He may have pretty much spared bankers in view of the night's purpose, but political satirist Mark Russell could hardly be expected to resist another tempting target in his Monday night appearance in Baltimore on behalf of Maryland Public Television.
After saying hello to State Comptroller Louis L. Goldstein, who was in the Omni Hotel audience, Russell noted Governor William Donald Schaefer could not be there, "because he's dedicating an outhouse over in Salisbury."
Actually, said Russell, Schaefer's recent vulgarity which irritated the Eastern Shore was a long overdue gaffe and could not compare to the material some of Maryland's other recent governors have provided the humor trade.
The bespectacled mainstay of the PBS schedule was in town to perform for representatives of corporations and other local entities whose donations underwrite public TV operations. And the financial industry's contributions were the reason he scrapped some of his act dealing with the nation's banking crisis, Russell said.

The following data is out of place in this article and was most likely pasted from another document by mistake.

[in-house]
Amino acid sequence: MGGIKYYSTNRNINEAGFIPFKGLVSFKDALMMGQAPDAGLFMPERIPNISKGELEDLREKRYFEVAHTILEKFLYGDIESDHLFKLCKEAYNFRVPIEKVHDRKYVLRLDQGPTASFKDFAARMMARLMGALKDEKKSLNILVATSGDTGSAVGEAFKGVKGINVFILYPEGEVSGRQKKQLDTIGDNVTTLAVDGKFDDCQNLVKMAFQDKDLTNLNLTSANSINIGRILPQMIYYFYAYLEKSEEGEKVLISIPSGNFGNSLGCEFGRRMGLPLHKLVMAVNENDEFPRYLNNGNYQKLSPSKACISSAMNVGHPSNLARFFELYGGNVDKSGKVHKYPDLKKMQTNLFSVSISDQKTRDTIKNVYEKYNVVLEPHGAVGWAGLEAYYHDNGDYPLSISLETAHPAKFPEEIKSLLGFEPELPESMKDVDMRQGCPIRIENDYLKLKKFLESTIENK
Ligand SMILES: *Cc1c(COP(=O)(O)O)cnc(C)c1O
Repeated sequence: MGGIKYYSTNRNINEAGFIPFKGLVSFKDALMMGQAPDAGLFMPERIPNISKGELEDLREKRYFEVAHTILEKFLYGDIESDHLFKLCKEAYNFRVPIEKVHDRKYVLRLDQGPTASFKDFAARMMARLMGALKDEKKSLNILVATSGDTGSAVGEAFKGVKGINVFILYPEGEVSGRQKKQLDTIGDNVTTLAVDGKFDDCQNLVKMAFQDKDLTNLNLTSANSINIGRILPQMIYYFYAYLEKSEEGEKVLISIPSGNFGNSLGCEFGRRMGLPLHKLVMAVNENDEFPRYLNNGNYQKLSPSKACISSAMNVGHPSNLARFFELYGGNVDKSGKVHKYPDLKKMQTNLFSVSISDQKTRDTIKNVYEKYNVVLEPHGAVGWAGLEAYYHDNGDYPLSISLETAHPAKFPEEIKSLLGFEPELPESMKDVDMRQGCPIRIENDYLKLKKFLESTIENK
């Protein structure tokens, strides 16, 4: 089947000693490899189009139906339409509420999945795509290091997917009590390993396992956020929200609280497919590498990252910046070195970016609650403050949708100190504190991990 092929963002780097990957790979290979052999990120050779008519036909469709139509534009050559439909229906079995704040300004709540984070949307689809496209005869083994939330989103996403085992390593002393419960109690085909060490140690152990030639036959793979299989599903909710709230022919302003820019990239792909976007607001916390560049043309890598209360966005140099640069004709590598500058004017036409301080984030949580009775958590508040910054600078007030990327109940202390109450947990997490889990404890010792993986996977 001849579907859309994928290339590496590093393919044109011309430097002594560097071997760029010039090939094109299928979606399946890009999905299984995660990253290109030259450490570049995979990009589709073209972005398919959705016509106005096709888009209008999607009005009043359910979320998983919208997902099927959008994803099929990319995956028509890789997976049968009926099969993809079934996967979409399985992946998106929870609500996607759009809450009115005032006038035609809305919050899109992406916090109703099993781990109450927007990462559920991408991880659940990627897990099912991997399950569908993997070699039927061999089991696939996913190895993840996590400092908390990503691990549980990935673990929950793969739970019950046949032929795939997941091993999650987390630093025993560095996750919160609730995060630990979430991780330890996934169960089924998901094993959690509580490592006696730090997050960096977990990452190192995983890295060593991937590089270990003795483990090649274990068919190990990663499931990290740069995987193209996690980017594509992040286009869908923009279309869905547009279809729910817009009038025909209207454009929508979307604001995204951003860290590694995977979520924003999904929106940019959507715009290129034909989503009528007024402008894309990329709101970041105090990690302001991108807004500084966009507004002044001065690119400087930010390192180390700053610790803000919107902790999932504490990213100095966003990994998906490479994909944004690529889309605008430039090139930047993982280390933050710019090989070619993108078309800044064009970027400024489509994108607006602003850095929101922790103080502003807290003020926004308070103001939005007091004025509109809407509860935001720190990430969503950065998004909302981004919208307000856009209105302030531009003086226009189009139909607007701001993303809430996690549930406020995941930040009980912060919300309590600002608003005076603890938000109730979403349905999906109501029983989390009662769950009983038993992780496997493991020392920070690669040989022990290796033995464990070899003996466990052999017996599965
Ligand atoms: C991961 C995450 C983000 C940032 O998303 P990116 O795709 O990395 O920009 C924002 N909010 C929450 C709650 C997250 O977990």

Yet his targets were numerous, as the humorist showed he remains at the top of his trade. Some of Media Monitor's favorite jibes:
* On the U.S. Army, in its Persian Gulf buildup -- "Only in America does the Army call a press conference to say it isn't ready."
* On Vice President Dan Quayle -- "Picture Tommy Smothers doing Winston Churchill."
* On former Surgeon General C. Everett Koop -- "It's hard to believe he was once a three-pack-a-day man -- and that's a lot of condoms, I think you'll agree."
* On former Washington Mayor Marion Barry, when Soviet Premier Mikhail Gorbachev visited the capital -- "He gave Gorby the kilo to the city."
* On Democratic presidential candidate Michael Dukakis -- "The Democrats picked the one bland Greek in America . . . I called him Zorba the Clerk."
Russell's appearance was an invitation-only event, but MPT viewers can sample his clever work twice later this month: "The Mark Russell Comedy Special" airs at 9 p.m. next Wednesday (Feb. 20), and his first taped special, "Mark Russell's England," is at 10 p.m. Feb. 27, with highlights of his summer performances abroad.
ET TU, BROKAW? -- There was a moment of irony in the pretty banal PBS promotional film which was shown preceding Russell's act: NBC anchor Tom Brokaw appeared in a clip to praise public TV for offering "something besides the five-second sound bite . . . It challenges us intellectually."
Hmmmm. Say, Tom, where did that derogatory phrase "five-second sound bite" come from in the first place? Network newscasts, maybe?